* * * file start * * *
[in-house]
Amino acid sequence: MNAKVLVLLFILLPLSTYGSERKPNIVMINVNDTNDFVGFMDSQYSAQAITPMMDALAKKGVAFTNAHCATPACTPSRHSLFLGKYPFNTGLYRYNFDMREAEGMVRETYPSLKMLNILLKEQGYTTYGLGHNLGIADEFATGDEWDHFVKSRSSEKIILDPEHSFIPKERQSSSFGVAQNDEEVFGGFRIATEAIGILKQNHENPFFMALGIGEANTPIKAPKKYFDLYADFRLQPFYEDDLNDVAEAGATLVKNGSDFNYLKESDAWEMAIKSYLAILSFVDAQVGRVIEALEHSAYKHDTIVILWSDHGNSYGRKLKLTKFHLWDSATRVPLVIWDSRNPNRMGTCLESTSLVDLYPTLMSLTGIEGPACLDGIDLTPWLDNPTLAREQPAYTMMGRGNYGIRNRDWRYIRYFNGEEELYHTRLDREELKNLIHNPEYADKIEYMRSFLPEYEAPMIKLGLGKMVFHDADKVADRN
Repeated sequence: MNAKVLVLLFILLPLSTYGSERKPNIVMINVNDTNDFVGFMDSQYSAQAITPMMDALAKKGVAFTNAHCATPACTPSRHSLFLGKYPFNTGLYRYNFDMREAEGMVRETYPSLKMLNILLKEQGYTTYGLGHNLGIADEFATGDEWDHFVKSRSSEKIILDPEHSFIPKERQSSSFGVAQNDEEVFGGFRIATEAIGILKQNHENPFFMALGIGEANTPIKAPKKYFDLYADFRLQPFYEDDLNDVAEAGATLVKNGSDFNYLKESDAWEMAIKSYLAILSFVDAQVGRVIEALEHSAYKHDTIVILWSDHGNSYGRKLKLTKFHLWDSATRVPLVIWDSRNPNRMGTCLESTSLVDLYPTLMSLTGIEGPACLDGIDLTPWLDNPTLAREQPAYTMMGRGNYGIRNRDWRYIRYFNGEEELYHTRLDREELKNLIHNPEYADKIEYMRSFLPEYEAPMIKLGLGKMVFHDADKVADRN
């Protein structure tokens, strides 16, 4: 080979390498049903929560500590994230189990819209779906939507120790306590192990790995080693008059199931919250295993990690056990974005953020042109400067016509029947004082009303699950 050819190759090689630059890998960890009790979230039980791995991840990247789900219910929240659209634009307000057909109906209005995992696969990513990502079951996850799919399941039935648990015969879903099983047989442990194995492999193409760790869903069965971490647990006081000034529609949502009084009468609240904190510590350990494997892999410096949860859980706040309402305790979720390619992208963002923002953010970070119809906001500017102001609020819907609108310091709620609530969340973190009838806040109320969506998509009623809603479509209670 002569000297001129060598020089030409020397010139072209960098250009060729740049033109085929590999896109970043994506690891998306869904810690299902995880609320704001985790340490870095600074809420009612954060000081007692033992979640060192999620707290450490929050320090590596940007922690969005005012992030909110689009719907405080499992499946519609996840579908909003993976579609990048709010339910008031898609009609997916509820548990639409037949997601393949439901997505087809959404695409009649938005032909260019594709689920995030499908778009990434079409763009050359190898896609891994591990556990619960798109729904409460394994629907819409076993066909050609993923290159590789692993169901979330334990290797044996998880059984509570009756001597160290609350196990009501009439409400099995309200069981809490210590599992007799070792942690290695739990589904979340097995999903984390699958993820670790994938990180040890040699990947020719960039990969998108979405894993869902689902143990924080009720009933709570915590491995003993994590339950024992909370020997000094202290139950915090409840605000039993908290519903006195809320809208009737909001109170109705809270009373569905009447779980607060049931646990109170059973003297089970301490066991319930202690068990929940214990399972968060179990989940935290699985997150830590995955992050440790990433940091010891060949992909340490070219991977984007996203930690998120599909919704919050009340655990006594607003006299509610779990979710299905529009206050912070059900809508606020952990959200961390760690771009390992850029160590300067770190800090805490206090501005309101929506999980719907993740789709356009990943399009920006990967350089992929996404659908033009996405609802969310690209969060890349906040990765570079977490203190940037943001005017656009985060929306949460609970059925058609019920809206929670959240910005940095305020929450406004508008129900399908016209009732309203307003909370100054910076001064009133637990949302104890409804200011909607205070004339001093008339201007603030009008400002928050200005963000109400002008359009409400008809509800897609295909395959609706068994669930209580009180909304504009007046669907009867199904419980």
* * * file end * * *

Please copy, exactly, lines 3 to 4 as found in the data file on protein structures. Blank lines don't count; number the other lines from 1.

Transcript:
Repeated sequence: MNAKVLVLLFILLPLSTYGSERKPNIVMINVNDTNDFVGFMDSQYSAQAITPMMDALAKKGVAFTNAHCATPACTPSRHSLFLGKYPFNTGLYRYNFDMREAEGMVRETYPSLKMLNILLKEQGYTTYGLGHNLGIADEFATGDEWDHFVKSRSSEKIILDPEHSFIPKERQSSSFGVAQNDEEVFGGFRIATEAIGILKQNHENPFFMALGIGEANTPIKAPKKYFDLYADFRLQPFYEDDLNDVAEAGATLVKNGSDFNYLKESDAWEMAIKSYLAILSFVDAQVGRVIEALEHSAYKHDTIVILWSDHGNSYGRKLKLTKFHLWDSATRVPLVIWDSRNPNRMGTCLESTSLVDLYPTLMSLTGIEGPACLDGIDLTPWLDNPTLAREQPAYTMMGRGNYGIRNRDWRYIRYFNGEEELYHTRLDREELKNLIHNPEYADKIEYMRSFLPEYEAPMIKLGLGKMVFHDADKVADRN
């Protein structure tokens, strides 16, 4: 080979390498049903929560500590994230189990819209779906939507120790306590192990790995080693008059199931919250295993990690056990974005953020042109400067016509029947004082009303699950 050819190759090689630059890998960890009790979230039980791995991840990247789900219910929240659209634009307000057909109906209005995992696969990513990502079951996850799919399941039935648990015969879903099983047989442990194995492999193409760790869903069965971490647990006081000034529609949502009084009468609240904190510590350990494997892999410096949860859980706040309402305790979720390619992208963002923002953010970070119809906001500017102001609020819907609108310091709620609530969340973190009838806040109320969506998509009623809603479509209670 002569000297001129060598020089030409020397010139072209960098250009060729740049033109085929590999896109970043994506690891998306869904810690299902995880609320704001985790340490870095600074809420009612954060000081007692033992979640060192999620707290450490929050320090590596940007922690969005005012992030909110689009719907405080499992499946519609996840579908909003993976579609990048709010339910008031898609009609997916509820548990639409037949997601393949439901997505087809959404695409009649938005032909260019594709689920995030499908778009990434079409763009050359190898896609891994591990556990619960798109729904409460394994629907819409076993066909050609993923290159590789692993169901979330334990290797044996998880059984509570009756001597160290609350196990009501009439409400099995309200069981809490210590599992007799070792942690290695739990589904979340097995999903984390699958993820670790994938990180040890040699990947020719960039990969998108979405894993869902689902143990924080009720009933709570915590491995003993994590339950024992909370020997000094202290139950915090409840605000039993908290519903006195809320809208009737909001109170109705809270009373569905009447779980607060049931646990109170059973003297089970301490066991319930202690068990929940214990399972968060179990989940935290699985997150830590995955992050440790990433940091010891060949992909340490070219991977984007996203930690998120599909919704919050009340655990006594607003006299509610779990979710299905529009206050912070059900809508606020952990959200961390760690771009390992850029160590300067770190800090805490206090501005309101929506999980719907993740789709356009990943399009920006990967350089992929996404659908033009996405609802969310690209969060890349906040990765570079977490203190940037943001005017656009985060929306949460609970059925058609019920809206929670959240910005940095305020929450406004508008129900399908016209009732309203307003909370100054910076001064009133637990949302104890409804200011909607205070004339001093008339201007603030009008400002928050200005963000109400002008359009409400008809509800897609295909395959609706068994669930209580009180909304504009007046669907009867199904419980």